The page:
Teaching & Learning Foreign Languages

The CELT Athens Blog

Facebook as a Learning Management System

15 Comments

I was very happy to discover a research report on the potential of using Facebook as a learning management system.

Facebook popularity and the ease with which most teachers and learners can create an account these days was, after all, one of the reasons our aPLaNet project team decided to include Facebook as one of the three Social Networks which may help teacher with their professional development easily and with complete autonomy.

Teachers Using Facebook for Continuous Professional Development 

Here is a screenshot of a Facebook group created to continue Twitter conversations of #ELTchat, a Twitter discussion which takes place every Wednesday – you can read more about #ELTchat here  and here and should you decide to join this group on Facebook, you will find it here! 

#ELTchat – a group which is a learning community of ELT teachers 

There are numerous groups of teachers connecting on Facebook, beginning with major teacher associations such as IATEFL and TESOL International and moving to smaller, teacher created communities of practice with a general or a with a very focused aim, e.g. teaching Business English.

Teachers Using Facebook as a Learning Management System 

In the article which is listed and linked below this post, the researchers look at the benefits of and shortcomings of using Facebook as such a system.

I can give show you a couple of examples – screenshots of groups related to trainees of mine on Facebook.

Image

Open group for DELTA canditates around the world.

This group started out as a learning management system, but with many of its members having completed their courses, it soon became open to anyone following a DELTA course anywhere in the world. Its members share links, top tips for revision, and ask questions which range from the sublime “Could you please respond to my research questionnaire?” to the practical, e.g. “What time is the written exam tomorrow? I’ve forgotten!”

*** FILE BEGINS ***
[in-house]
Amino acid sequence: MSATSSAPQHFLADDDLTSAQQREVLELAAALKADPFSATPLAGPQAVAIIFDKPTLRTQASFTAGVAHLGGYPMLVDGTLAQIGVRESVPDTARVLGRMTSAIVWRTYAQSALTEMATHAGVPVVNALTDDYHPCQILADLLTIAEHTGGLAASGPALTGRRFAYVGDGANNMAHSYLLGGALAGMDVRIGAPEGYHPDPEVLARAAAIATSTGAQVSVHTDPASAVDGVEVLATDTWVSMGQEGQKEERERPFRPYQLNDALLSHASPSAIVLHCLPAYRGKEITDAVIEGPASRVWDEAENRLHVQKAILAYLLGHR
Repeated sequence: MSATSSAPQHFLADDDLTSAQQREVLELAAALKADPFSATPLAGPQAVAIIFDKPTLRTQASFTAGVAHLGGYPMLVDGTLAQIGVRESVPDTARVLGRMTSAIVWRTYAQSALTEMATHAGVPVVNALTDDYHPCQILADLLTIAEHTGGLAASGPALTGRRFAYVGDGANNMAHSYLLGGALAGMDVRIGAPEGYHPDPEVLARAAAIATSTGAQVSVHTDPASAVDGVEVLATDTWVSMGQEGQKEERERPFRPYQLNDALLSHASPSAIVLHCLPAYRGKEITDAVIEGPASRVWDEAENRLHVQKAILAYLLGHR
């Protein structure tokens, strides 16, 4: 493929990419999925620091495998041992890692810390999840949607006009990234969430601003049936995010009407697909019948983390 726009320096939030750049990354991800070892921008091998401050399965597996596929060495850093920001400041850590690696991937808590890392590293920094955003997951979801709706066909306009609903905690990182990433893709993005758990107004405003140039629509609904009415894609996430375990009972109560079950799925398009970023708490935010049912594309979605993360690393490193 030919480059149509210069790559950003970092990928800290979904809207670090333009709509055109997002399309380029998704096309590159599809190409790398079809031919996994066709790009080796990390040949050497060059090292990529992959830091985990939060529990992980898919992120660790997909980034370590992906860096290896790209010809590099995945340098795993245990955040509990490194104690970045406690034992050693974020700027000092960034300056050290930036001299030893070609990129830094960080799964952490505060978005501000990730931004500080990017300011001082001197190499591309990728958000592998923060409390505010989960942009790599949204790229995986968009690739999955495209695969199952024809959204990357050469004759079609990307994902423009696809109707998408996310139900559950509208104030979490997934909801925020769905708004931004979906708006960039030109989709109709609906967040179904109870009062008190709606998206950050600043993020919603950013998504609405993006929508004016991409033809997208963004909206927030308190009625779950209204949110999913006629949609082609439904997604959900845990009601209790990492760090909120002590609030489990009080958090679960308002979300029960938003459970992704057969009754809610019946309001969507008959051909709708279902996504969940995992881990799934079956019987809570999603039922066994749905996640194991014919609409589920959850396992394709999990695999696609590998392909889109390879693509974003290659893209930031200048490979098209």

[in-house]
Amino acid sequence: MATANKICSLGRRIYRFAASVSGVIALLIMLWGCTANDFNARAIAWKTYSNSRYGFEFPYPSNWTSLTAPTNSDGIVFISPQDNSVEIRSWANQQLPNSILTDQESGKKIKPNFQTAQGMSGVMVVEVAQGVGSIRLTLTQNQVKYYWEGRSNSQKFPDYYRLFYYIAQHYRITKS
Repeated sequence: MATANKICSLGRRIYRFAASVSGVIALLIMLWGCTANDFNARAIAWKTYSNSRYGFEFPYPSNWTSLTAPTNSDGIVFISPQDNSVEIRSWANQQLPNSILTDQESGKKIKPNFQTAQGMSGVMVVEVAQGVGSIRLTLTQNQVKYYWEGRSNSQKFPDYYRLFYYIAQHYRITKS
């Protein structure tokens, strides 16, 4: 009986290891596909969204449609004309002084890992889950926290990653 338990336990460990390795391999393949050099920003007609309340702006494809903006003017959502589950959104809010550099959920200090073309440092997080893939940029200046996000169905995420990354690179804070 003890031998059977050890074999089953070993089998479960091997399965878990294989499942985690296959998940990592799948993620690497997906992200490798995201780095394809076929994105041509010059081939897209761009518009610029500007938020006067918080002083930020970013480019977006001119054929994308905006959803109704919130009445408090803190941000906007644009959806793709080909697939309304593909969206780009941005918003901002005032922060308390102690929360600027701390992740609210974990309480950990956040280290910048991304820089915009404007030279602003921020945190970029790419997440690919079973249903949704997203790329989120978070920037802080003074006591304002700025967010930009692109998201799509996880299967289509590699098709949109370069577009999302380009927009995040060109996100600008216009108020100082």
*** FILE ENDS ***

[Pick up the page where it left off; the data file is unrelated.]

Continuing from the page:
These days, it is functioning more as a Professional development tool for DELTA candidates.

Facebook as a Learning Management System 

In this use, the teacher creates a closed or even secret group (not found in Facebook searches) and uses it to

  • communicate socially after school hours
  • post announcements
  • upload or link to homework assignment
  • share ideas and useful links for further study
  • publishing exemplary work or
  • publishing work that all are invited to comment on
Image

Screenshot of closed Facebook group created by my DELTA trainees in the summer of 2010 and used expressly for internal communications.

Google docs links (for example of part of a draft assignment, as you can see above) are used to compensate for the lack of ability to share documents, powerpoints or pdf documents – this is mentioned in the research article, too.

My post was just a short introduction.

The article I have been talking about was posted in the British Journal of Educational Technology – please see details below.

Marisa Constantinides

CELT Athens

It’s freely available for reading on the web and I recommend it very highly!!!!

Marisa Constantinides

CELT Athens

Using the Facebook group as a learning management system: An exploratory study, Qiyun Wang1,*, Huay Lit Woo1, Choon Lang Quek1, Yuqin Yang1, Mei Liu2 – Article first published online: 9 JUN 2011
DOI: 10.1111/j.1467-8535.2011.01195  © 2011 The Authors. British Journal of Educational Technology © 2011 BERA

Author: Marisa Constantinides

I train TEFL teachers at CELT in Athens Greece and interact with educators from all over the world through Twitter and blogging

15 thoughts on “Facebook as a Learning Management System

  1. Very interesting, Marisa.

    I think Facebook certainly has a lot of potential for a variety of learning management tasks, but on one key front (evaluation and recording of grades) it is likely to pull up short compared to something like Moodle. I guess Google Docs could be tagged on to cater to this. Also, I wonder how well it caters to general user reports to show how often, for how long and for what purposes learners were engaging with the system. The privacy issue is another thing that concerns me: while we can control privacy settings I definitely have some very strong reservations about letting a company like Facebook ‘own’ my and my students’ professional learning space…